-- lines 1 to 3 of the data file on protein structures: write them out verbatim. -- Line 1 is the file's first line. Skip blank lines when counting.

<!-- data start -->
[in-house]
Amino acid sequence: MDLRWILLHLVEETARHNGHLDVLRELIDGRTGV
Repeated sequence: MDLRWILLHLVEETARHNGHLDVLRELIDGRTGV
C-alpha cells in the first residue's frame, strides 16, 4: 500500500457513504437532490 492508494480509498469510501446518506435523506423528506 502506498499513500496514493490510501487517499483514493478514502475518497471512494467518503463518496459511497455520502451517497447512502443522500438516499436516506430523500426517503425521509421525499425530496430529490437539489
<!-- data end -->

[in-house]
Amino acid sequence: MDLRWILLHLVEETARHNGHLDVLRELIDGRTGV
Repeated sequence: MDLRWILLHLVEETARHNGHLDVLRELIDGRTGV